Eddie O'Sullivan feels Ireland need to move back towards a less attritional style of play "sooner rather than later".
Andy Farrell's side got off to a winning start in the Six Nations with a 19-12 victory over Scotland on Saturday but found the visitors difficult to handle physically at times.
Speaking on RTÉ 2's Against The Head on Monday night, former Ireland head coach O'Sullivan emphasised his belief that a change of approach is necessary in the long-term.
"I think we've got to think about this team moving away from taking teams on in attritional fashion," he said.
"That was what killed us in the World Cup when you think about it.
"We're not a team, I don't believe, that can go around bullying people.
"There are very few teams in world rugby that we can bully."
He pointed to the difference between the last year and when Ireland were at a relative peak in 2018.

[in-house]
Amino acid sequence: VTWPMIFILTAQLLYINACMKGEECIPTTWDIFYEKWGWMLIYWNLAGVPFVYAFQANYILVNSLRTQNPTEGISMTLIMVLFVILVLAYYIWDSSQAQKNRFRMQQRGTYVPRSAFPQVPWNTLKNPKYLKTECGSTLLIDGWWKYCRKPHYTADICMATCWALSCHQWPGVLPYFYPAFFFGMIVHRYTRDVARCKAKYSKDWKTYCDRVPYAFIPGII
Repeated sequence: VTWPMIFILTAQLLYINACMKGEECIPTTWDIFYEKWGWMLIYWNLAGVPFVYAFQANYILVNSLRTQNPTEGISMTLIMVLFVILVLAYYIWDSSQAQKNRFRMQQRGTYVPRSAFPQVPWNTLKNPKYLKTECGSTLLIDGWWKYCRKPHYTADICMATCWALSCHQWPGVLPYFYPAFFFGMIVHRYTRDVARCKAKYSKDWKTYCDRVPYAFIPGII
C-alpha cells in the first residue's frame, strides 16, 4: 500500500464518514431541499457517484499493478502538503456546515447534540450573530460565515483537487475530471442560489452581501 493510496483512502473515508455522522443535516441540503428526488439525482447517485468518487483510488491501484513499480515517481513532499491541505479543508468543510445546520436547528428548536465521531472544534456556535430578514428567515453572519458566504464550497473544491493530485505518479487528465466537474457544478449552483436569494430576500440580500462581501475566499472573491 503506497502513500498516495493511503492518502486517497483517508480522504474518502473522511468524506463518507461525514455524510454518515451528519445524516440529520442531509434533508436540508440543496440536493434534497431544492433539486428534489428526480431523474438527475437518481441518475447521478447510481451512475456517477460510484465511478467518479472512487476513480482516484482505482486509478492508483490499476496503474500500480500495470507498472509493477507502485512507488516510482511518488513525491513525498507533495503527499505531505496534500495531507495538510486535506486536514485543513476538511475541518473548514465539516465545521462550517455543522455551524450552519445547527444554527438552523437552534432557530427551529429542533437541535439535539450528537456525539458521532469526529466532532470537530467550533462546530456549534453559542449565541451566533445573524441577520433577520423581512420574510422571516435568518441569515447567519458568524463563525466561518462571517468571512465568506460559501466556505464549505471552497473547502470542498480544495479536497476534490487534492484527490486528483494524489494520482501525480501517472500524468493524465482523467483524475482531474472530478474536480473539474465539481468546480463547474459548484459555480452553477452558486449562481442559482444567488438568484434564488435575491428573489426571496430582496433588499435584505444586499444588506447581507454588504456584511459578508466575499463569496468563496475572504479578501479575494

"We were much smarter about how we went about our business," O'Sullivan said of that grand slam year when the All Blacks were also beaten in Dublin.
"Our ruck ball was much quicker and we put a lot of emphasis on the breakdown and were very precise at the breakdown. But we moved the ball as well a lot more.
"Jacob Stockdale was scoring tries for fun in 2018. He didn't get half the chances last year because we changed the way we played.
"We need to move back in that direction sooner rather than later."
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O'Sullivan added that he "expected a better performance than we got" against Scotland.
"It's got to be an incremental step forward next week," he said of Saturday's upcoming round-two fixture against Wales.
"Because had it have been Wales rather than Scotland last Saturday, we probably would have lost.
"Scotland are not as good as we made them out to be or made them look.
"So there is plenty to worry about but plenty to work on."